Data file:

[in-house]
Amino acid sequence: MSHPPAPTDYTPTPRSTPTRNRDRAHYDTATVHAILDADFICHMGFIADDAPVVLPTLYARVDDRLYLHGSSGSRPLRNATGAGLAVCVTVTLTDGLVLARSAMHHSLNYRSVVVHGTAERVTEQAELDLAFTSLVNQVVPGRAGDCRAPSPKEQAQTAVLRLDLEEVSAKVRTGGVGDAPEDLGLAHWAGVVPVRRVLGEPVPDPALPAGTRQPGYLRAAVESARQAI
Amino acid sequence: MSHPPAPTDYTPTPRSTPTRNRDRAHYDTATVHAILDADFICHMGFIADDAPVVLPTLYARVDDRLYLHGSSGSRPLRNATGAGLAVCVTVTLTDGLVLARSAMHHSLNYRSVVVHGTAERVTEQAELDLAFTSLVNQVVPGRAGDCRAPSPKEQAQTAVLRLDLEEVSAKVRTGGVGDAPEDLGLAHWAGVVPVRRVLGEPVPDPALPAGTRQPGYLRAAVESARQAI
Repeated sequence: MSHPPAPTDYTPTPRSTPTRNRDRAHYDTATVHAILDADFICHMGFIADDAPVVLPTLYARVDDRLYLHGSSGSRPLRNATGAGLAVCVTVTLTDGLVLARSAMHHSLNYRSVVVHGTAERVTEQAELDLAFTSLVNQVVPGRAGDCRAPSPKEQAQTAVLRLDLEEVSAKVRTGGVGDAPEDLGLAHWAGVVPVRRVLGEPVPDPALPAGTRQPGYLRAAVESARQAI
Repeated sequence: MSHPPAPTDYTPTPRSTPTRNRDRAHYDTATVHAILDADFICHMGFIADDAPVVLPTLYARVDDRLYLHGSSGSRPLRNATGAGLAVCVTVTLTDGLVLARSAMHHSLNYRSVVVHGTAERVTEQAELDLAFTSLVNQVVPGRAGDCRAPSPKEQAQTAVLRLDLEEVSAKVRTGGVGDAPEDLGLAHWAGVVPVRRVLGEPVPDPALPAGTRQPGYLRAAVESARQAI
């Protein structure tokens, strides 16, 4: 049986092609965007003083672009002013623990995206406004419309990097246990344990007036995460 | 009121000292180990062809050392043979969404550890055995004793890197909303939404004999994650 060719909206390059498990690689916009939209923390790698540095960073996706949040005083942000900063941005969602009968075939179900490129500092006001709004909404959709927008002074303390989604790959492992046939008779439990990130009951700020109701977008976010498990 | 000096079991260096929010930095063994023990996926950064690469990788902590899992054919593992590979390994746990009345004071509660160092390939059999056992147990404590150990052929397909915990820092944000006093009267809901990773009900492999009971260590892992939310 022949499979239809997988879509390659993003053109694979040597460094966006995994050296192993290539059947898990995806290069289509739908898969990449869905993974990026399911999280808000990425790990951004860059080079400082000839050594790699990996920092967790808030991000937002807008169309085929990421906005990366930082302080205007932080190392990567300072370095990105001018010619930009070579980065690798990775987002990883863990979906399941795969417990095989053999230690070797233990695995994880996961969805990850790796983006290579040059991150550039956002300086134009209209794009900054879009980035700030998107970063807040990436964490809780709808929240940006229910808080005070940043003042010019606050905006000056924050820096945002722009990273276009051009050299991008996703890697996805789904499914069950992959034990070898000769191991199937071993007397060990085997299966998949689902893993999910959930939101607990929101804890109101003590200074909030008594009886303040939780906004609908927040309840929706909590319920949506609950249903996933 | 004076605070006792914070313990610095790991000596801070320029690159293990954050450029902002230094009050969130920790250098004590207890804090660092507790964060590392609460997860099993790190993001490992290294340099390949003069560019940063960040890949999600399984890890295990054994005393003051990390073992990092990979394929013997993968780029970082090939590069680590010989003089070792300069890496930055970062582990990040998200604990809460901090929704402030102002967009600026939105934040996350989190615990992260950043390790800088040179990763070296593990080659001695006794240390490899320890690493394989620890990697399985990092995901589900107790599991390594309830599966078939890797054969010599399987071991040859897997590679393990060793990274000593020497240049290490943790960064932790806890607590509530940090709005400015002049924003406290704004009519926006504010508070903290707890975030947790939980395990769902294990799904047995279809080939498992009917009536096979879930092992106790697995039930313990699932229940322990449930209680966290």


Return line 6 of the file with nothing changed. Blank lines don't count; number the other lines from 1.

């Protein structure tokens, strides 16, 4: 049986092609965007003083672009002013623990995206406004419309990097246990344990007036995460 | 009121000292180990062809050392043979969404550890055995004793890197909303939404004999994650 060719909206390059498990690689916009939209923390790698540095960073996706949040005083942000900063941005969602009968075939179900490129500092006001709004909404959709927008002074303390989604790959492992046939008779439990990130009951700020109701977008976010498990 | 000096079991260096929010930095063994023990996926950064690469990788902590899992054919593992590979390994746990009345004071509660160092390939059999056992147990404590150990052929397909915990820092944000006093009267809901990773009900492999009971260590892992939310 022949499979239809997988879509390659993003053109694979040597460094966006995994050296192993290539059947898990995806290069289509739908898969990449869905993974990026399911999280808000990425790990951004860059080079400082000839050594790699990996920092967790808030991000937002807008169309085929990421906005990366930082302080205007932080190392990567300072370095990105001018010619930009070579980065690798990775987002990883863990979906399941795969417990095989053999230690070797233990695995994880996961969805990850790796983006290579040059991150550039956002300086134009209209794009900054879009980035700030998107970063807040990436964490809780709808929240940006229910808080005070940043003042010019606050905006000056924050820096945002722009990273276009051009050299991008996703890697996805789904499914069950992959034990070898000769191991199937071993007397060990085997299966998949689902893993999910959930939101607990929101804890109101003590200074909030008594009886303040939780906004609908927040309840929706909590319920949506609950249903996933 | 004076605070006792914070313990610095790991000596801070320029690159293990954050450029902002230094009050969130920790250098004590207890804090660092507790964060590392609460997860099993790190993001490992290294340099390949003069560019940063960040890949999600399984890890295990054994005393003051990390073992990092990979394929013997993968780029970082090939590069680590010989003089070792300069890496930055970062582990990040998200604990809460901090929704402030102002967009600026939105934040996350989190615990992260950043390790800088040179990763070296593990080659001695006794240390490899320890690493394989620890990697399985990092995901589900107790599991390594309830599966078939890797054969010599399987071991040859897997590679393990060793990274000593020497240049290490943790960064932790806890607590509530940090709005400015002049924003406290704004009519926006504010508070903290707890975030947790939980395990769902294990799904047995279809080939498992009917009536096979879930092992106790697995039930313990699932229940322990449930209680966290």